Nearly a dozen ministers within the Church of England are expected to reveal in a letter that they are gay and have married their same-sex partners despite the Church's biblical opposition to gay marriage.
The Guardian reported on Sunday that the letter from the clergy to the Church will ask for permission to carry out blessings for people entering gay marriages.
"Our marriages are legal, celebrated and widely accepted in society," said Andrew Foreshew-Cain, one of the first priests to defy the CofE's ban on gay marriage.
"Yet the Church of England behaves as if they are somehow dirty and imposes penalties on clergy and refuses to acknowledge the marriages of those who wish to make lifelong faithful commitments."
The 80-million strong Anglican Communion took a stand in support of traditional marriage between one man and one woman back in January, when a major meeting of Anglican primates hosted by the Archbishop of Canterbury decided to suspend the Episcopal Church from the worldwide body over its support for gay marriage.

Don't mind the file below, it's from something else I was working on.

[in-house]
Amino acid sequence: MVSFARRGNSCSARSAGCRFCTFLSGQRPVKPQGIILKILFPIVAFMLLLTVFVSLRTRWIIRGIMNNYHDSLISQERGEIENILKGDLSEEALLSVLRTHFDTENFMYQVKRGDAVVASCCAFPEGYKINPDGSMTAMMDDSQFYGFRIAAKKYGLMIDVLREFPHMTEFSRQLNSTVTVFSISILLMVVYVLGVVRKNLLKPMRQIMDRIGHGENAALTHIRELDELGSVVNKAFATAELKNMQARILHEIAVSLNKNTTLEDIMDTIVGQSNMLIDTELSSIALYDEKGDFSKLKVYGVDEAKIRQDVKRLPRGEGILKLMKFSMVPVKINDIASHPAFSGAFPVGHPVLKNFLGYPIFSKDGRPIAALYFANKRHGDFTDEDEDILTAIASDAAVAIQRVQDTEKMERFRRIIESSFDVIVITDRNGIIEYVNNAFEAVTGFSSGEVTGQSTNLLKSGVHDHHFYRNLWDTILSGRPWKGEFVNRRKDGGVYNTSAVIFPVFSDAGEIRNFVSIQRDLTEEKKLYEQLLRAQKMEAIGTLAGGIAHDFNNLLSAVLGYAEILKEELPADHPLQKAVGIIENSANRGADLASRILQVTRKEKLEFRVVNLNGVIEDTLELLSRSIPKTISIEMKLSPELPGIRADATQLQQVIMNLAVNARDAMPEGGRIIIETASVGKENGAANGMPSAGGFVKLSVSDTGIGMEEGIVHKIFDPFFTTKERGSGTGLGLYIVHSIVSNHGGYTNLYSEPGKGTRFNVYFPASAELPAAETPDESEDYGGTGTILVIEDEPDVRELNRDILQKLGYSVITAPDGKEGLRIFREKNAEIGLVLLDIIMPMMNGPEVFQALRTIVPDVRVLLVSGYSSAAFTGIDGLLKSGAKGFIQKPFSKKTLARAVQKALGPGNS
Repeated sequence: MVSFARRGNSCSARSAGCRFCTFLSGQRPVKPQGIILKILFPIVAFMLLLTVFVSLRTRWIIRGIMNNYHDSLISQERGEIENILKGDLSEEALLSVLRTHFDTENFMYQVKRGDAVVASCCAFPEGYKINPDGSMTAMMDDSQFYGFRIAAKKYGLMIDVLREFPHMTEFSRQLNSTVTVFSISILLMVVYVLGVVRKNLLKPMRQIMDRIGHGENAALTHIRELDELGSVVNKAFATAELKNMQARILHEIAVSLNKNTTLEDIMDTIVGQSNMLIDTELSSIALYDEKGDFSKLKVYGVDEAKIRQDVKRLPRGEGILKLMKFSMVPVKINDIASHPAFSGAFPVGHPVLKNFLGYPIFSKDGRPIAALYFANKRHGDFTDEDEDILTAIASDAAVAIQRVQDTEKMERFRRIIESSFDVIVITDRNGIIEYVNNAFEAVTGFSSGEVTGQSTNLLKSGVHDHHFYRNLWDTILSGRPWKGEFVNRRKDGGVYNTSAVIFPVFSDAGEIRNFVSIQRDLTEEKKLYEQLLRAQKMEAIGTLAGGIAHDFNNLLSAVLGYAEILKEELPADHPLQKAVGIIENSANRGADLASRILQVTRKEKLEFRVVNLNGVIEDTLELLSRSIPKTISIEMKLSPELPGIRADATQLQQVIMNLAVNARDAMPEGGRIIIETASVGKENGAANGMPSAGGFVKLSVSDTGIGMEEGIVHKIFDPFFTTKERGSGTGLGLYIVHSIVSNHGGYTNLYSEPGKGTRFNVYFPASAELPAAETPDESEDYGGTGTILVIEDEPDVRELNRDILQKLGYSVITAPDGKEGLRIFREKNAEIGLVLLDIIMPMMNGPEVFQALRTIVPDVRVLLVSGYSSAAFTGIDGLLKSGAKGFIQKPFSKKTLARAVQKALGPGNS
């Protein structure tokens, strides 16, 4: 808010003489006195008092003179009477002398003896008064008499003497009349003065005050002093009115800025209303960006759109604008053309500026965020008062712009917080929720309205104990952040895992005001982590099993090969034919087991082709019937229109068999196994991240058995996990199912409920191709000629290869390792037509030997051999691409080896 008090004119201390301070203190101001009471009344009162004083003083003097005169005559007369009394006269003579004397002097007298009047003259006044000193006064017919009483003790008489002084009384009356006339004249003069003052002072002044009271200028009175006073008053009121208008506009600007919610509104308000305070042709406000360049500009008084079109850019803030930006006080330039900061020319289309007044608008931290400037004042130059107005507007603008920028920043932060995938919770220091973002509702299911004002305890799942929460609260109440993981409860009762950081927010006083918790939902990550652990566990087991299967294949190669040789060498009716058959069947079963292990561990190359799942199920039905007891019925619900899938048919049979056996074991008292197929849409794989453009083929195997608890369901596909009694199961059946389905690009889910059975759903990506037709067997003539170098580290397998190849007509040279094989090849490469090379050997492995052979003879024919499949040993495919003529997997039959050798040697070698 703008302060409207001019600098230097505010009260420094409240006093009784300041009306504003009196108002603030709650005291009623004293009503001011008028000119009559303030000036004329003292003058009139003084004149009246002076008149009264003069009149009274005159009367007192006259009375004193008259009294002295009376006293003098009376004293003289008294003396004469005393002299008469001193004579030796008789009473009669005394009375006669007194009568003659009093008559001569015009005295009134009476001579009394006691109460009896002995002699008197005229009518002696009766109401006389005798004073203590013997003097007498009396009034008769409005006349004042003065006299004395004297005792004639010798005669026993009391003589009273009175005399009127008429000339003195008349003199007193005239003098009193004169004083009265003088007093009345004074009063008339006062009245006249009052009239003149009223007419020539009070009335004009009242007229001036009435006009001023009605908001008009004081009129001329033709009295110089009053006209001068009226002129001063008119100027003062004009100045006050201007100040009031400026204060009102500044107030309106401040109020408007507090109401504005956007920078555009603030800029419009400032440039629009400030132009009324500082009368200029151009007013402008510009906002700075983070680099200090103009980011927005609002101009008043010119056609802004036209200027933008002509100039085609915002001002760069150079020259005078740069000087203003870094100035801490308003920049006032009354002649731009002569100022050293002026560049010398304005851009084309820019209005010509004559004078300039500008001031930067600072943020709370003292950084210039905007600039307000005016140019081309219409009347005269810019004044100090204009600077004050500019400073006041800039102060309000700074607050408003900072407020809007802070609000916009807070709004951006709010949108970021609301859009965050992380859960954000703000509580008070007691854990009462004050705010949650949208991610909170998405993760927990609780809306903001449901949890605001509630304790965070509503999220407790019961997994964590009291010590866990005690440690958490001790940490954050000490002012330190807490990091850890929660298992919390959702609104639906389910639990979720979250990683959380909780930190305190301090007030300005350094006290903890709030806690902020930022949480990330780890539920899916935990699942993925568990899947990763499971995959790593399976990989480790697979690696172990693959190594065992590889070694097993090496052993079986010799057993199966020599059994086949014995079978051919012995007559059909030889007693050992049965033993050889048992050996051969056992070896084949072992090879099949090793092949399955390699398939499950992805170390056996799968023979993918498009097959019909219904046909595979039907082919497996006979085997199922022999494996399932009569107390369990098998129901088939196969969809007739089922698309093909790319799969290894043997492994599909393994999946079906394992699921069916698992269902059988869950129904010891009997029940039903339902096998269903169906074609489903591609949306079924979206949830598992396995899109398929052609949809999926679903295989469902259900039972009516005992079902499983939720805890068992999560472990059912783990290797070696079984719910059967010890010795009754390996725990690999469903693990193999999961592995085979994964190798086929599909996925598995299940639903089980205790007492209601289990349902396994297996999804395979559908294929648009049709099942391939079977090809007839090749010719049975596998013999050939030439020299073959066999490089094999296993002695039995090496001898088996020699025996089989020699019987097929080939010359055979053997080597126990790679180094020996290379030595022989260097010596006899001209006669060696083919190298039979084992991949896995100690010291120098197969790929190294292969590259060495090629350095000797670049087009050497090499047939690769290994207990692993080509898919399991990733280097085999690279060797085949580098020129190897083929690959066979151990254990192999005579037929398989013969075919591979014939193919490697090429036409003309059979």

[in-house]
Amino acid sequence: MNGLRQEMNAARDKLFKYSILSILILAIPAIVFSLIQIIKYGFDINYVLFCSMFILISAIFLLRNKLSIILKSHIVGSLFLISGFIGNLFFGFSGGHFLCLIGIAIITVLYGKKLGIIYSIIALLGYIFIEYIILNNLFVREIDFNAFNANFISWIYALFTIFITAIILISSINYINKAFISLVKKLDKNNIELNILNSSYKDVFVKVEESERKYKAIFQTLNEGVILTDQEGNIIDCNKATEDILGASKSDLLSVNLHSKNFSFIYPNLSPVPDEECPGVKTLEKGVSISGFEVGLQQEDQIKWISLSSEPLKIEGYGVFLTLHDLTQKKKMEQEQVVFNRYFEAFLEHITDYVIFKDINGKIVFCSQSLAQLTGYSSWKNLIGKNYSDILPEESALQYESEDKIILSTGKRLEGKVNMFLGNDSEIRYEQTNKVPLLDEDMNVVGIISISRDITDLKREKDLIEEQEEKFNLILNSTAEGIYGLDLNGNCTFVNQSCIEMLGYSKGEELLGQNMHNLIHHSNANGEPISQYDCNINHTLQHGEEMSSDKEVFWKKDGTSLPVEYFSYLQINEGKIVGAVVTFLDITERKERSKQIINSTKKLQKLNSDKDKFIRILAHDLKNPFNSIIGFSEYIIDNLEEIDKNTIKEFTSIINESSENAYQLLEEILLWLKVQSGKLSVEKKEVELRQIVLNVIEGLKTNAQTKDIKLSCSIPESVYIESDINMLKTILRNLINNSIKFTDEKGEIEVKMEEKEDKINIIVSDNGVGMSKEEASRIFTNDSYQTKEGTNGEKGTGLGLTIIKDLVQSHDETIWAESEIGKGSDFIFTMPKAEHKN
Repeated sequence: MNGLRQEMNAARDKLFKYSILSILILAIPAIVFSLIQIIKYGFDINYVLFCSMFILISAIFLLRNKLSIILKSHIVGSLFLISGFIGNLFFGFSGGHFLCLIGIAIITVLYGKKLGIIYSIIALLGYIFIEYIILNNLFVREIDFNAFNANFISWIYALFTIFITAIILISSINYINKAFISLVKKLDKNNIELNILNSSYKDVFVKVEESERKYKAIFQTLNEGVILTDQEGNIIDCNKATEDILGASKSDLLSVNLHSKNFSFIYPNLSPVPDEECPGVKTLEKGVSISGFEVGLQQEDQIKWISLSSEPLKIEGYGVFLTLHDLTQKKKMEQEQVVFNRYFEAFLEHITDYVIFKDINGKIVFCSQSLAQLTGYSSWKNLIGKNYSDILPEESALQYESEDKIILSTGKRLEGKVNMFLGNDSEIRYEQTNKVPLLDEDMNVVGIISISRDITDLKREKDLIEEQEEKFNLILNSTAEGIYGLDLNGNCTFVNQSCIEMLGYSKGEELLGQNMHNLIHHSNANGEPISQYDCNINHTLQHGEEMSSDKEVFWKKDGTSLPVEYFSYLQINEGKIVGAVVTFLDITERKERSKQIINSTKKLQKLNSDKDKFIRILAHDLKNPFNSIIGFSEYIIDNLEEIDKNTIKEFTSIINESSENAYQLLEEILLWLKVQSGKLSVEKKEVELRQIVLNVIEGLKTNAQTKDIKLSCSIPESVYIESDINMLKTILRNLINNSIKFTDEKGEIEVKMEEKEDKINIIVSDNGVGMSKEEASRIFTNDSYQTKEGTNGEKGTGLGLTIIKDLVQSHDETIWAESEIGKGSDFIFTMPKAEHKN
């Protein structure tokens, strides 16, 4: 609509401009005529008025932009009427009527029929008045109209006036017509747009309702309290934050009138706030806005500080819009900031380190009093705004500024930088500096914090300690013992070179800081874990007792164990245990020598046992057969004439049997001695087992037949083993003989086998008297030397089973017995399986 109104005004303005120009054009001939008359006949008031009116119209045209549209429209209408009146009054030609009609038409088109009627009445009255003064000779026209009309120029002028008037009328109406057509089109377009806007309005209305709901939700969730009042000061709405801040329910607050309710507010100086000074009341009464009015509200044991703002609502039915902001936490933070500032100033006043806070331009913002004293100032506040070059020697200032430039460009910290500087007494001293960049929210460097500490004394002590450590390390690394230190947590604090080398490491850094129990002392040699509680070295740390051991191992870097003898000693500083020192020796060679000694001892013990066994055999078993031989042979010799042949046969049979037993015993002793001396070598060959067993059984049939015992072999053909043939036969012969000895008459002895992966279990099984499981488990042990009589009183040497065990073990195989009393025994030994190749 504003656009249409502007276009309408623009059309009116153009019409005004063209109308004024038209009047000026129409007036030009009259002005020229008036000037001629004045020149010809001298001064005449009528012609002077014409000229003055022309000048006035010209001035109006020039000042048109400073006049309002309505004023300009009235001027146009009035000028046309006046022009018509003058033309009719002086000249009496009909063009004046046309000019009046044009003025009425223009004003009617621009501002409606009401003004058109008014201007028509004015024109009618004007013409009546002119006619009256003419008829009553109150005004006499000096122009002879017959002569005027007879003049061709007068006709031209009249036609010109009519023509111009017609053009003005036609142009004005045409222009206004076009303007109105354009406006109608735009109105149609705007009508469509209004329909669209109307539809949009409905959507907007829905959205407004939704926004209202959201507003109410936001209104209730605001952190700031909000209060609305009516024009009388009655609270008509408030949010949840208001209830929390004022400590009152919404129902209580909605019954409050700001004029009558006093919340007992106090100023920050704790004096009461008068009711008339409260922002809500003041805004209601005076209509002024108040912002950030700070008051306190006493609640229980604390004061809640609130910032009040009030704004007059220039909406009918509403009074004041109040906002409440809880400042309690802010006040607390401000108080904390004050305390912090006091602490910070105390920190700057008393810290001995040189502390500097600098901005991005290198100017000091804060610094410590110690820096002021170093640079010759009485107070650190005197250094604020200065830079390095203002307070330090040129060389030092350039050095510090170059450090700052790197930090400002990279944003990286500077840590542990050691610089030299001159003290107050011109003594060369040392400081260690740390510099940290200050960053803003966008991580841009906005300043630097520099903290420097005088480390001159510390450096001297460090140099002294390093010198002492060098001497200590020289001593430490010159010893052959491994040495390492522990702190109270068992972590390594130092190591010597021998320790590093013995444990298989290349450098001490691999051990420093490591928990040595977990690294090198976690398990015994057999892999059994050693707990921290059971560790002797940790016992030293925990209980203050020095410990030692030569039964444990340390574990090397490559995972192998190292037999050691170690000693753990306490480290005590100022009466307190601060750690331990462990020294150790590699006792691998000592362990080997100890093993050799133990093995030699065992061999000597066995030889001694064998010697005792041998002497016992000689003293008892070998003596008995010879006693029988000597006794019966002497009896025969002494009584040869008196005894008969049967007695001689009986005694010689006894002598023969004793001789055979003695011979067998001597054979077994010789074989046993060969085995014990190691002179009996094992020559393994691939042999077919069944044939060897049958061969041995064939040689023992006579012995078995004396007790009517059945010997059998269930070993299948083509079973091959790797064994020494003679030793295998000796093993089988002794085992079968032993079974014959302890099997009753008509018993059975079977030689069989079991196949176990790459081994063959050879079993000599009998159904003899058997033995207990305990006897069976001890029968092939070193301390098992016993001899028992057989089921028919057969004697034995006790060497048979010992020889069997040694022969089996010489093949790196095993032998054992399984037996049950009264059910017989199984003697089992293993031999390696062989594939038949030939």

"The traditional doctrine of the Church in view of the teaching of Scripture, upholds marriage as between a man and a woman in faithful, lifelong union. The majority of those gathered reaffirm this teaching," the primates stated back then.
Though the Anglican leaders said the suspension was temporary and the Episcopal Church could fully rejoin the denomination if it changes its views, Episcopal Bishop Michel Curry responded that the U.S.-based church has no plans to stop supporting gay marriage.
Same-sex marriage issues gripped the Church of England after it was legalized in England and Wales in March 2014, though the archbishops of Canterbury and York, Justin Welby and John Sentamu respectively, decided that clergy must uphold the biblical definition of marriage, and barred them from entering gay marriages.
The letter from the gay clergy has not yet been sent, but it has already been criticized by conservative Christians.
"They [the signatories] are trying to undermine the authority of the teaching of the Church," Andrea Williams, chief executive of Christian Concern, told the Sunday Times.
Welby has in the past said that he is concerned about the Anglican Communion being split apart over the gay marriage debate, especially in the face of more conservative African churches that have threatened to walk out on the communion if it embraces gay marriage.
"I think, realistically, we've got to say that despite all efforts there is a possibility that we will not hold together, or not hold together for a while," Welby said in an interview in 2014.
"I could see circumstances in which there could be people moving apart and then coming back together, depending on what else happens," he added.